The Econometrics Journal News

Special Issue on “Identification in Econometrics, Theory and Applications”

  • Published Date: 14 February 2013

A Special Issue of The Econometrics Journal collecting a subset of papers from the 21st meeting of (EC)2 (European Conferences of the Econom(etr)ics Community in Econometrics and Quantitative Economics) held on the campus of the Toulouse School of Economics on December 17–18, 2010 is now available online.

The theme of the conference was ‘Identification in Econometrics, Theory and Applications’. The Special Issue groups together four papers that were presented at the conference together with an editorial prepared jointly by Christian Bontemps and Elie Tamer see

The first paper authored by Charles Manski (Northwestern University) deals with the
question of causal inference in a model with social interaction. The paper sets up a framework to deal with inference in models in which treatments and/or outcomes of others can affect directly one’s own outcome. The paper analyzes the identification question of standard treatment effects under various assumptions giving various interesting views on the roles of the reduced and structural forms.

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The paper by Jan Kiviet (Nanyang Technological University and University of Amsterdam) examines the behaviour of both instrumental variable (IV) and ordinary least squares estimators under various assumptions on information sets and sampling schemes. The paper analyzes the question of what can be learned about the regression parameter when the standard zero correlation assumption between IV and error is replaced by an interval restriction on the correlation between endogenous regressor and error.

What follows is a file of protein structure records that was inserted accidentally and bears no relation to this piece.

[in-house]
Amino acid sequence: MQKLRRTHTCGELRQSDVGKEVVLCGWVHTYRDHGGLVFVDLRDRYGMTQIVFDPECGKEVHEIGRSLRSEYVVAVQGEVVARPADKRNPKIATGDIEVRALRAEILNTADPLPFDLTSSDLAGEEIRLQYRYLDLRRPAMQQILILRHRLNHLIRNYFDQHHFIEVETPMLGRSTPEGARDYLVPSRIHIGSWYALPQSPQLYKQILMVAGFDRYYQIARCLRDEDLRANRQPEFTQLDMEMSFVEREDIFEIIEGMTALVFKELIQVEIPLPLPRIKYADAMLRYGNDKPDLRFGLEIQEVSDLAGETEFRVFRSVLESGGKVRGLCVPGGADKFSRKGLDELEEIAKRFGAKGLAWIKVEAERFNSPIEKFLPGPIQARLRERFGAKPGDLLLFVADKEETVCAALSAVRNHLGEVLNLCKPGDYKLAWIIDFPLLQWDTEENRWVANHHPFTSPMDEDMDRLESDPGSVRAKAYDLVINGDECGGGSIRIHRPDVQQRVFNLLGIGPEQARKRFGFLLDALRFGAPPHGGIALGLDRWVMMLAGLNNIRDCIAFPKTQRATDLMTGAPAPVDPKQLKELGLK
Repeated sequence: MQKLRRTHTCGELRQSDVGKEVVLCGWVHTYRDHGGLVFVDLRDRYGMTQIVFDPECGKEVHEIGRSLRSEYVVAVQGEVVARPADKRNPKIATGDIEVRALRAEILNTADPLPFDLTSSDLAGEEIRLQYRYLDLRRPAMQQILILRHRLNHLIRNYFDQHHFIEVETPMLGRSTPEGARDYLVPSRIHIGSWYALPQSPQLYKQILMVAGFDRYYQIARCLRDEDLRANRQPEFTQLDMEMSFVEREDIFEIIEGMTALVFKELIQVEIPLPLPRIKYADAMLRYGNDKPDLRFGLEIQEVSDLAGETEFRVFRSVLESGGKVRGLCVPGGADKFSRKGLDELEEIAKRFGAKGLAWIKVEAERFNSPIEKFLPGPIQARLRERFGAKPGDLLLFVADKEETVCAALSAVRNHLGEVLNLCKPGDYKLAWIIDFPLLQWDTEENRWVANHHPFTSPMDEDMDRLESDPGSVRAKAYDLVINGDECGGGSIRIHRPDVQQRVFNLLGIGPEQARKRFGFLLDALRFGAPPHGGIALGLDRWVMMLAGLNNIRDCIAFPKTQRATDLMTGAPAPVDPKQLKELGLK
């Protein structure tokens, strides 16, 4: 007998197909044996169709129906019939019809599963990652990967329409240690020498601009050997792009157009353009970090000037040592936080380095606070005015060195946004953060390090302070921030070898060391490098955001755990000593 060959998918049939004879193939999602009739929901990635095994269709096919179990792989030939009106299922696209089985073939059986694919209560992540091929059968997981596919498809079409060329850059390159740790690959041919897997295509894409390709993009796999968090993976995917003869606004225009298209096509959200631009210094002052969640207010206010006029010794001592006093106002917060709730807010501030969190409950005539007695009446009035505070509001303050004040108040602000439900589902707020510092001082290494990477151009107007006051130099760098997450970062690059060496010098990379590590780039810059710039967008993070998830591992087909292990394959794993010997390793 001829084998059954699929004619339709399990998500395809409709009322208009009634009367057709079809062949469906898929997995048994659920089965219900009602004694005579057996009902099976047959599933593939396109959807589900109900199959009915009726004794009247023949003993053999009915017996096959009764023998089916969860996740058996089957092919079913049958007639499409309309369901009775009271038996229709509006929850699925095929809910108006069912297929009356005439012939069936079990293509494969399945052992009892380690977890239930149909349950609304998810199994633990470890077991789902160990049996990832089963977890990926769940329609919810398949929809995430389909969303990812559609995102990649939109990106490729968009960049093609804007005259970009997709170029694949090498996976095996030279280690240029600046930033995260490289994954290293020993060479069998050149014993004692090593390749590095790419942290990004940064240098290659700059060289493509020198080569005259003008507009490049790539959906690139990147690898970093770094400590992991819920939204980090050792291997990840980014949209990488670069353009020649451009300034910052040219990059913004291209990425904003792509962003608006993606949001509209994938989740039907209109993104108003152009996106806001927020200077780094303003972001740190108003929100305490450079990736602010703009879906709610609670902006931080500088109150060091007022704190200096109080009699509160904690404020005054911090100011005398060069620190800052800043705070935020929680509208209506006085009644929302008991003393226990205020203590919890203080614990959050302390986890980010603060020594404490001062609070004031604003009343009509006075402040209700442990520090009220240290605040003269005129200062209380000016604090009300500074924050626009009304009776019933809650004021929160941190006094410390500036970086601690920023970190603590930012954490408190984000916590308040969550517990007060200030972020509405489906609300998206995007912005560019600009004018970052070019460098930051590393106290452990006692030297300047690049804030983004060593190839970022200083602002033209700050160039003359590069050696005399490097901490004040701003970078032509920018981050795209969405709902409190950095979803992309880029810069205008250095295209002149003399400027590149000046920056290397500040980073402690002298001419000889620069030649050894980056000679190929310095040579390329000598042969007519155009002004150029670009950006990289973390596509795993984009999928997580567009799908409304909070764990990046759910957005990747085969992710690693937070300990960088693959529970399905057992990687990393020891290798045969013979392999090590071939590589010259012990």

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Tatiana Komarova (London School of Economics) examines the identification problem in second price auctions with arbitrary correlation in the valuations. She maps the problem into one of a generalized competing risks model and derives bounds on the joint valuation distribution. Also, the bounds are shown to improve when assumptions on the dependence among player valuations are used.

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In their paper, Ismael Mourifie and Marc Henry (Universite de Montreal) provide interesting inference methods for incomplete models with latent variables based on the recent work by Ekeland et al. (Ekeland, I., A. Galichon and M. Henry (2010): “Optimal transportation and the falsifiability of incompletely specified economic models,” Economic Theory, 42, 355–374). They provide methods for building confidence regions for the partially identified parameter vector based on valid bootstrap procedures.

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At the conference , the invited speakers were Philip Haile (Yale University), Charles Manski (NorthwesternUniversity), Whitney Newey (M.I.T.) and Christopher Sims (Princeton University) who contributed work related to the theme. The Scientific Committee consisted of Jaap Abbring (Tilburg University), Gerard van den Berg (University of Mannheim), Christian Bontemps (Toulouse School of Economics), Andrew Chesher (University College of London), Patrick Feve (Toulouse School of Economics), Jean-Pierre Florens (Toulouse School of Economics), Thierry Magnac (Toulouse School of Economics), Nour Meddahi (Toulouse School of Economics), Martin Pesendorfer (London School of Economics), Adam Rosen (University College of London) and Elie Tamer (Northwestern University) who acted as Chair. Christian Bontemps acted also as Chair of the Local Organizing Committee. The conference program and other information can be found at the internet address

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